Seattle Sounders FC wanted to take another step toward an MLS Cup, just as Garth Lagerwey was looking for the next step up in his career.
Those two desires clicked Tuesday, when the Sounders introduced Lagerwey as the club’s new general manager and president of soccer. He will report directly to owner and former general manager Adrian Hanauer, while otherwise maintaining control of issues such as the coaching staff, player personnel, transactions, scouting, the Sounders 2 USL-Pro team and the Sounders FC Academy system.
“I was looking to be that lead voice on the soccer side, and the Sounders were willing to give me that opportunity,” Lagerwey said. “And now it’s up to me to validate it.”
The primary validation would come through the club’s first MLS Cup. The Sounders have made the playoffs in each of their six seasons and won four U.S. Open Cups and the 2014 Supporters Shield. However, they have never advanced beyond the Western Conference finals.
“If there was some magic formula, everybody would follow it,” Lagerwey said. “We’d just roll the ball out, follow the formula, plug the players into the spots they’re supposed to go, and go from there. (But) can you keep everybody healthy over the course of the whole season? Can you get your guys playing their best at the right times? Can you get the right matchups? All that stuff goes into it. It’s really, really hard, and there’s only one winner at the end of the year. That’s the title that’s eluded the Sounders, and hopefully when we put our heads together and work together we can win it.”
Lagerwey, 42, comes to Seattle after seven seasons as general manager at Real Salt Lake. The club made the playoffs every season he was there, reaching the MLS Cup final twice and winning the championship in 2009.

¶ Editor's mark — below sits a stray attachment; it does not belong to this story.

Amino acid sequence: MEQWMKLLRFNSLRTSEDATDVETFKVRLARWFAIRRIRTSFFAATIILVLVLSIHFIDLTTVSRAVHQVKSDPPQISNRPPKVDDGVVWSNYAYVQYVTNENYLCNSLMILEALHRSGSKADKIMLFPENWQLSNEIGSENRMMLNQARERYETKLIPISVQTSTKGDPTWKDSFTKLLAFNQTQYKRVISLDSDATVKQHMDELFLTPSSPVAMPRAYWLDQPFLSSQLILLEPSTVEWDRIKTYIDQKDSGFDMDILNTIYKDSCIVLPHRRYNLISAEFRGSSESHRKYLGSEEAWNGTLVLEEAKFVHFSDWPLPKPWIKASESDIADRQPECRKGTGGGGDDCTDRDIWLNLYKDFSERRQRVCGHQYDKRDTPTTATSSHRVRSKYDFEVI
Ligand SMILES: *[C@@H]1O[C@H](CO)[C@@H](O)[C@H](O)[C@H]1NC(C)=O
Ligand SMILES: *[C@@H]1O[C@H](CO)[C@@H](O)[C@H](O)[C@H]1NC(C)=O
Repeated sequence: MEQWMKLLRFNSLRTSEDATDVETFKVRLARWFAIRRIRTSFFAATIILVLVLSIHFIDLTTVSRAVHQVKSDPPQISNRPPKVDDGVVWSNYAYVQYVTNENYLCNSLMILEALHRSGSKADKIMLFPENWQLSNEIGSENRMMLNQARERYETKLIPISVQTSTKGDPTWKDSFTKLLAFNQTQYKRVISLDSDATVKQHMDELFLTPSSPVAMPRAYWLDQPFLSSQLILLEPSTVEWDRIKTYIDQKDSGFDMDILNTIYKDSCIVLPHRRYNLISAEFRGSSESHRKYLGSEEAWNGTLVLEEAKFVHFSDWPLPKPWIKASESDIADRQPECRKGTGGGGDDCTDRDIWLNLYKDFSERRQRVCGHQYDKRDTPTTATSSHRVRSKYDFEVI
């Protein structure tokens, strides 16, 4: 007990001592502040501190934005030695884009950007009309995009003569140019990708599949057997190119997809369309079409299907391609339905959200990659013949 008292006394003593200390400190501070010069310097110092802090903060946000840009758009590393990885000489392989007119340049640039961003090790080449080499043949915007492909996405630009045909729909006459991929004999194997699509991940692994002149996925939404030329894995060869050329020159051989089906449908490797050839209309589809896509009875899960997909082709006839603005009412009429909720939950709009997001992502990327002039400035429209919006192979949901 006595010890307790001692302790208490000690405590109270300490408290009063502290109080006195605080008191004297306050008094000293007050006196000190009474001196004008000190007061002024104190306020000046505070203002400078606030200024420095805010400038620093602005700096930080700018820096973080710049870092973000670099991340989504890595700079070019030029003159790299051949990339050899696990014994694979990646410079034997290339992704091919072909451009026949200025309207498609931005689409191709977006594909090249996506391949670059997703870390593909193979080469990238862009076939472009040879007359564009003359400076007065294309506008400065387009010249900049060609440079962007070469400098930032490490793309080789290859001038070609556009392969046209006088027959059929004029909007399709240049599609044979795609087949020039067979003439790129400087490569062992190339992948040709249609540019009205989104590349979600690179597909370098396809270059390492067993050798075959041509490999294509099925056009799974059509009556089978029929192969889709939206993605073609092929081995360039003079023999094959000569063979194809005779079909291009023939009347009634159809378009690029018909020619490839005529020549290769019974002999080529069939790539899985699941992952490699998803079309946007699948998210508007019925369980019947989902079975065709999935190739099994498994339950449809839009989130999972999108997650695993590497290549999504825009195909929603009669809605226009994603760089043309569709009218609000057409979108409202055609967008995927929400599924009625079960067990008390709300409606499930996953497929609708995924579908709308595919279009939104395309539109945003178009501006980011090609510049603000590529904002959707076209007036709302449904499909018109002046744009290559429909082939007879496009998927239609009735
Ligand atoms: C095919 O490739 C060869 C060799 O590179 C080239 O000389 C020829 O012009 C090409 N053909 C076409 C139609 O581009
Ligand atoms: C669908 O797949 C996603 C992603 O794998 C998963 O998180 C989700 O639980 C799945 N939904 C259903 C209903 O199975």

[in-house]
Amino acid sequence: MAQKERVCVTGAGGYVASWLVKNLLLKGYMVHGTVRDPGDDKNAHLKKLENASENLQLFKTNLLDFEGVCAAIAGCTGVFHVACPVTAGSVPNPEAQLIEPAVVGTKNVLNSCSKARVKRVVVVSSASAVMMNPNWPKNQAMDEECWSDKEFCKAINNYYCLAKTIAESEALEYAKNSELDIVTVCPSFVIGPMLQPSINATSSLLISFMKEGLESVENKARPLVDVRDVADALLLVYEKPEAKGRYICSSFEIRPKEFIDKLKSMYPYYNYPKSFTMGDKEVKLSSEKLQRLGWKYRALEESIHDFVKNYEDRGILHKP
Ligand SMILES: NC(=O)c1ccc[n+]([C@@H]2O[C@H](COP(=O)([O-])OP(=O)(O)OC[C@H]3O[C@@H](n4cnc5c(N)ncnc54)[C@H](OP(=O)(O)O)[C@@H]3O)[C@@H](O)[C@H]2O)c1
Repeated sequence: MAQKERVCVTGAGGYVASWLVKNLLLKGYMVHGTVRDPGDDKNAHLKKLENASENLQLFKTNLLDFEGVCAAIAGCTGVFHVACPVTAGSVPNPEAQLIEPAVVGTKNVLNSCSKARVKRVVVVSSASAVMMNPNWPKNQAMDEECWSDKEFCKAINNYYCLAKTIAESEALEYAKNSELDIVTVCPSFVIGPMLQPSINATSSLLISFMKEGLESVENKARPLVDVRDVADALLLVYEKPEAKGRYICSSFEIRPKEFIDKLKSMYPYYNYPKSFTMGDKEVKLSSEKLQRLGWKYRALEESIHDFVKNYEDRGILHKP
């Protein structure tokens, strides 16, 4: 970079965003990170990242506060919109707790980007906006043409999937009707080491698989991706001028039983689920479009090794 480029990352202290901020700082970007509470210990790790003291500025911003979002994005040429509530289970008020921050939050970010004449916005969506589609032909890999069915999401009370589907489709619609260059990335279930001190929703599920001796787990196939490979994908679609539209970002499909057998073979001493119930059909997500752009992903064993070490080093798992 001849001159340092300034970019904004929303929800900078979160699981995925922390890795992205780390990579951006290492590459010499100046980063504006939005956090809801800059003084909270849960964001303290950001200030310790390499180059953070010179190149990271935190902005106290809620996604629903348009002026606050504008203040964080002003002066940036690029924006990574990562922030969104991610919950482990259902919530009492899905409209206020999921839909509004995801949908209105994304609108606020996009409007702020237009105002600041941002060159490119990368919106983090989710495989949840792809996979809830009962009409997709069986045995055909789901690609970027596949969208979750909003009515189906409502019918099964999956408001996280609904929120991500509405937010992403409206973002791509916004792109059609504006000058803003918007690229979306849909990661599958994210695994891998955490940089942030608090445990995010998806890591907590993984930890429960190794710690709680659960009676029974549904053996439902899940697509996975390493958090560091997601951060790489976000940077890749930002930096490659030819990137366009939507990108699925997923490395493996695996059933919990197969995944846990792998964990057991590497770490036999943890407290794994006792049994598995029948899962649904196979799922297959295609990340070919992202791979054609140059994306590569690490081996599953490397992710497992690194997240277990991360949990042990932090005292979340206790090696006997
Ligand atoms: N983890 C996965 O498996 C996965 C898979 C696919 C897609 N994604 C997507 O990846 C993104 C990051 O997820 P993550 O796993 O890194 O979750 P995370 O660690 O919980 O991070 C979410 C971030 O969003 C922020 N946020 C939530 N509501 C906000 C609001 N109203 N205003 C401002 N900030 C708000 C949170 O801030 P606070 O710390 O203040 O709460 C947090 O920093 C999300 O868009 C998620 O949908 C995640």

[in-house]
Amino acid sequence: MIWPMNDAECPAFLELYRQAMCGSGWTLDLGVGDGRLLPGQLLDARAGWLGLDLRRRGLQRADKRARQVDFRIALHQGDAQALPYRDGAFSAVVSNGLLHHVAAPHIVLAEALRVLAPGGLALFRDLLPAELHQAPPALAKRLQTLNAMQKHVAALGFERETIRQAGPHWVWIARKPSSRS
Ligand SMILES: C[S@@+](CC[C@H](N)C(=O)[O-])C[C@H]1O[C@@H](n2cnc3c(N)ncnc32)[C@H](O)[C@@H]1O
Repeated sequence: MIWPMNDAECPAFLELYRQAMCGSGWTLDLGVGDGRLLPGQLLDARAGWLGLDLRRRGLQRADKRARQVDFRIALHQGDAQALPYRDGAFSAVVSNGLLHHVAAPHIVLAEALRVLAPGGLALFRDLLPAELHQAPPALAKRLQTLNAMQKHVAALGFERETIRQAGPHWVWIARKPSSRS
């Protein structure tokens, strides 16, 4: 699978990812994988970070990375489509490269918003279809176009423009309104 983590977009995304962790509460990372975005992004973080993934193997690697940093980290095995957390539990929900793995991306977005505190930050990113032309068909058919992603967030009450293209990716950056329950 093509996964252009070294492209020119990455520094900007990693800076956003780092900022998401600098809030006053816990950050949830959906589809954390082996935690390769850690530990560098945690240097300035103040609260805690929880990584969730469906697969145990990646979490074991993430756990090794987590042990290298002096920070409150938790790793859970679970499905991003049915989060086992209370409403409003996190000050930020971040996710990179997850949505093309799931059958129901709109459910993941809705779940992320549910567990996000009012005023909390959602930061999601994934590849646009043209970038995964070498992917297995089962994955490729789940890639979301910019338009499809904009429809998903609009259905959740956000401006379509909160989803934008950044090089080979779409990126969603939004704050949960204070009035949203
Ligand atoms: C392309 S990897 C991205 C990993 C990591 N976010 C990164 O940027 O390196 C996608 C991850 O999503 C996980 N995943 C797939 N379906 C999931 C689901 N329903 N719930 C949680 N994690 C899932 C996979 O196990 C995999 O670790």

However, with Lagerwey’s contract expiring last week, he looked for a club where he could more fully control soccer operations. He found that — and, he believes, even more — in Seattle.
“We created a club in RSL that was competitive on and off the field, and we built and academy and we had our vision on how to do things,” he said. “I think it will be a pretty cool challenge now to see if I can do it on a much bigger scale. The Sounders is a larger club. They have a lot more revenue. They have a lot more tools. They have a lot of talented people. They have a lot of assets, and a good manager, a good leader, can hopefully incorporate all of those assets and have everybody pulling together. And that can be a pretty powerful force.”
Lagerwey praised Sounders coach Sigi Schmid and sporting director Chris Henderson, and stressed his belief that all will mesh productively.
“I certainly would rather work with talented people and people with proven success,” he said. “I think that’s an exciting job; that’s not something that I would shy away from. And I think if we put our heads together we can be pretty darn effective.”
Lagerwey said his immediate to-do list includes meeting with staff, preparing for the first two rounds of the SuperDraft on Jan. 15 and other personnel matters.
Before joining RSL, Lagerwey was a goalkeeper at Duke and during an MLS stint from 1996 to 2009. After his playing career, he worked as an attorney and sports journalist.
Now freed of Seattle’s day-to-day soccer issues, Hanauer said he will focus on big-picture business operations.
“I always said that if the best general manager was available, I would hire that person to replace me,” Hanauer said. “I believe Garth is that man. This decision will allow me to focus more time on strategy surrounding the long-term future of our club.”